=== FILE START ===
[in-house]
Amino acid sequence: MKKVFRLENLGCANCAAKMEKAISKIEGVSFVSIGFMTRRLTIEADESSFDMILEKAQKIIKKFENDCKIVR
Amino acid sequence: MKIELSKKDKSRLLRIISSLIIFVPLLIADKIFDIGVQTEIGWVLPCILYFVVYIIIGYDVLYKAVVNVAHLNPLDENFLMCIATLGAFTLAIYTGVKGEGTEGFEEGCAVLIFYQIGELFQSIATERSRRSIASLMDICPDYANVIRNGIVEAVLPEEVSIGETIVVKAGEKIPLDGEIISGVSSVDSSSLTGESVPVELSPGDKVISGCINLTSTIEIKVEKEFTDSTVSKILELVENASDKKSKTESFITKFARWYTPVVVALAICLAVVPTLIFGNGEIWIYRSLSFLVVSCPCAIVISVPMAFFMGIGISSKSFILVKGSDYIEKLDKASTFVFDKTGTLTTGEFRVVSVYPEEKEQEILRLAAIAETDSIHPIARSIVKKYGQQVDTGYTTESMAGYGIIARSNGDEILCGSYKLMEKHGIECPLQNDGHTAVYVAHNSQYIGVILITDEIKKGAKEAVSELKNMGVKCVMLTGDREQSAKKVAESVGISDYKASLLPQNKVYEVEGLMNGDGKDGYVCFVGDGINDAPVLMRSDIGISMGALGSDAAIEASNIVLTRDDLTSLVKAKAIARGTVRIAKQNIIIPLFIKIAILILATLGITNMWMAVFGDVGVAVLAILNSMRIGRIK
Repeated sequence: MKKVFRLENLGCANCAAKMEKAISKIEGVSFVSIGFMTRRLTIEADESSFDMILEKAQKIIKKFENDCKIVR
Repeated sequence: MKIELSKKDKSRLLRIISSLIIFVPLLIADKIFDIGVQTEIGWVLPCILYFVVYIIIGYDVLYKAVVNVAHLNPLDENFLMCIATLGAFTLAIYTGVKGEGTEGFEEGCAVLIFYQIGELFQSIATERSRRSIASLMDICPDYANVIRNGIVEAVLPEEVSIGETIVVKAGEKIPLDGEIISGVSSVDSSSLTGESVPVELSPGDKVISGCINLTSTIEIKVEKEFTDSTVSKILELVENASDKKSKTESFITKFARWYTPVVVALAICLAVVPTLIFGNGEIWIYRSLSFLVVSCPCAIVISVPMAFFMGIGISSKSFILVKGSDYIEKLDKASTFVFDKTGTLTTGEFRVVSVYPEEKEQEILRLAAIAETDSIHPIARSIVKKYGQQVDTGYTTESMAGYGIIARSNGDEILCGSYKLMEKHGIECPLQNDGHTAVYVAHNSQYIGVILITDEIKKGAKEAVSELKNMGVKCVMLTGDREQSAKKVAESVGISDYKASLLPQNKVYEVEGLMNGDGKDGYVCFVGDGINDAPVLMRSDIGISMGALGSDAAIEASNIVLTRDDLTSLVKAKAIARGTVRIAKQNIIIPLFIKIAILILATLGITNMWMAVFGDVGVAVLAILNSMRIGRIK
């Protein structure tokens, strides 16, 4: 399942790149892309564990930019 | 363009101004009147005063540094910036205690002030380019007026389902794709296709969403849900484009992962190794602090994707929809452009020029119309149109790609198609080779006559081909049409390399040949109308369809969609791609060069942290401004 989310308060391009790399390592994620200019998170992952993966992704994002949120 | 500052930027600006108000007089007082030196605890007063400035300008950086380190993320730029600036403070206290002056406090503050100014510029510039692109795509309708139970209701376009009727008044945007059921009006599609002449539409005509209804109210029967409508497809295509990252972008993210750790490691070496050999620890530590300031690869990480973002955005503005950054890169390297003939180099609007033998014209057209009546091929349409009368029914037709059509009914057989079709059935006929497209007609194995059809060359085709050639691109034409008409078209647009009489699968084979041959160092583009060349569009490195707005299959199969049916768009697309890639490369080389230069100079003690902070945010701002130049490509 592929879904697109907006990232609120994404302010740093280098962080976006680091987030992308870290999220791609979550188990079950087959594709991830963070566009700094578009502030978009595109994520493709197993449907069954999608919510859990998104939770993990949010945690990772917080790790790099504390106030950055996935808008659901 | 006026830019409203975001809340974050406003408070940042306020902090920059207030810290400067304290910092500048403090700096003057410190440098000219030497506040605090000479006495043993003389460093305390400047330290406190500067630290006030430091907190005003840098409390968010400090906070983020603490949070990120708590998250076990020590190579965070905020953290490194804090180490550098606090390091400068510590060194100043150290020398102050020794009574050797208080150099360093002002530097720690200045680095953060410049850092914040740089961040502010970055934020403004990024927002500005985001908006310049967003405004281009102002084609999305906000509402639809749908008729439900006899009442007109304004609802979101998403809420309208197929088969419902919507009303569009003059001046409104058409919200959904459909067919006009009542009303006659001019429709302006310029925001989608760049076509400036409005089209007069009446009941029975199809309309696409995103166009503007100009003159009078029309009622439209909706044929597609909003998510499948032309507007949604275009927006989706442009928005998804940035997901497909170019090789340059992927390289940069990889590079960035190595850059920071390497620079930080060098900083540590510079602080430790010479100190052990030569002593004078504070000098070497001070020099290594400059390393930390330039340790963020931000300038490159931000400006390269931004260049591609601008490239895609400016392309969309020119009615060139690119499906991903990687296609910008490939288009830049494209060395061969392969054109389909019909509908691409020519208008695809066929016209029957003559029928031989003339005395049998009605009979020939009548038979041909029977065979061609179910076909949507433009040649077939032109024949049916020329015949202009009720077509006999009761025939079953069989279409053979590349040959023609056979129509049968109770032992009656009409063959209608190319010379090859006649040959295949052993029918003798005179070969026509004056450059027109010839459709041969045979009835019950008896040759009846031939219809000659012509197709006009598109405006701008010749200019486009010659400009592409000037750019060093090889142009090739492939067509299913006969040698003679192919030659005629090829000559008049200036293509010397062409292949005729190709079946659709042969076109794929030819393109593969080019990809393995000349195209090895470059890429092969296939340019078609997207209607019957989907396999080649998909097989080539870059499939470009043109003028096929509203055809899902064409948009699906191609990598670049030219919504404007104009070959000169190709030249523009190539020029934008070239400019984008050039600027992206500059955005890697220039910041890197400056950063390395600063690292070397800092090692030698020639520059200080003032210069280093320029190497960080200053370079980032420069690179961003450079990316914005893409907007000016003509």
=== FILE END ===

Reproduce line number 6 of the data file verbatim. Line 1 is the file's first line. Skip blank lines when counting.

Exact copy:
């Protein structure tokens, strides 16, 4: 399942790149892309564990930019 | 363009101004009147005063540094910036205690002030380019007026389902794709296709969403849900484009992962190794602090994707929809452009020029119309149109790609198609080779006559081909049409390399040949109308369809969609791609060069942290401004 989310308060391009790399390592994620200019998170992952993966992704994002949120 | 500052930027600006108000007089007082030196605890007063400035300008950086380190993320730029600036403070206290002056406090503050100014510029510039692109795509309708139970209701376009009727008044945007059921009006599609002449539409005509209804109210029967409508497809295509990252972008993210750790490691070496050999620890530590300031690869990480973002955005503005950054890169390297003939180099609007033998014209057209009546091929349409009368029914037709059509009914057989079709059935006929497209007609194995059809060359085709050639691109034409008409078209647009009489699968084979041959160092583009060349569009490195707005299959199969049916768009697309890639490369080389230069100079003690902070945010701002130049490509 592929879904697109907006990232609120994404302010740093280098962080976006680091987030992308870290999220791609979550188990079950087959594709991830963070566009700094578009502030978009595109994520493709197993449907069954999608919510859990998104939770993990949010945690990772917080790790790099504390106030950055996935808008659901 | 006026830019409203975001809340974050406003408070940042306020902090920059207030810290400067304290910092500048403090700096003057410190440098000219030497506040605090000479006495043993003389460093305390400047330290406190500067630290006030430091907190005003840098409390968010400090906070983020603490949070990120708590998250076990020590190579965070905020953290490194804090180490550098606090390091400068510590060194100043150290020398102050020794009574050797208080150099360093002002530097720690200045680095953060410049850092914040740089961040502010970055934020403004990024927002500005985001908006310049967003405004281009102002084609999305906000509402639809749908008729439900006899009442007109304004609802979101998403809420309208197929088969419902919507009303569009003059001046409104058409919200959904459909067919006009009542009303006659001019429709302006310029925001989608760049076509400036409005089209007069009446009941029975199809309309696409995103166009503007100009003159009078029309009622439209909706044929597609909003998510499948032309507007949604275009927006989706442009928005998804940035997901497909170019090789340059992927390289940069990889590079960035190595850059920071390497620079930080060098900083540590510079602080430790010479100190052990030569002593004078504070000098070497001070020099290594400059390393930390330039340790963020931000300038490159931000400006390269931004260049591609601008490239895609400016392309969309020119009615060139690119499906991903990687296609910008490939288009830049494209060395061969392969054109389909019909509908691409020519208008695809066929016209029957003559029928031989003339005395049998009605009979020939009548038979041909029977065979061609179910076909949507433009040649077939032109024949049916020329015949202009009720077509006999009761025939079953069989279409053979590349040959023609056979129509049968109770032992009656009409063959209608190319010379090859006649040959295949052993029918003798005179070969026509004056450059027109010839459709041969045979009835019950008896040759009846031939219809000659012509197709006009598109405006701008010749200019486009010659400009592409000037750019060093090889142009090739492939067509299913006969040698003679192919030659005629090829000559008049200036293509010397062409292949005729190709079946659709042969076109794929030819393109593969080019990809393995000349195209090895470059890429092969296939340019078609997207209607019957989907396999080649998909097989080539870059499939470009043109003028096929509203055809899902064409948009699906191609990598670049030219919504404007104009070959000169190709030249523009190539020029934008070239400019984008050039600027992206500059955005890697220039910041890197400056950063390395600063690292070397800092090692030698020639520059200080003032210069280093320029190497960080200053370079980032420069690179961003450079990316914005893409907007000016003509």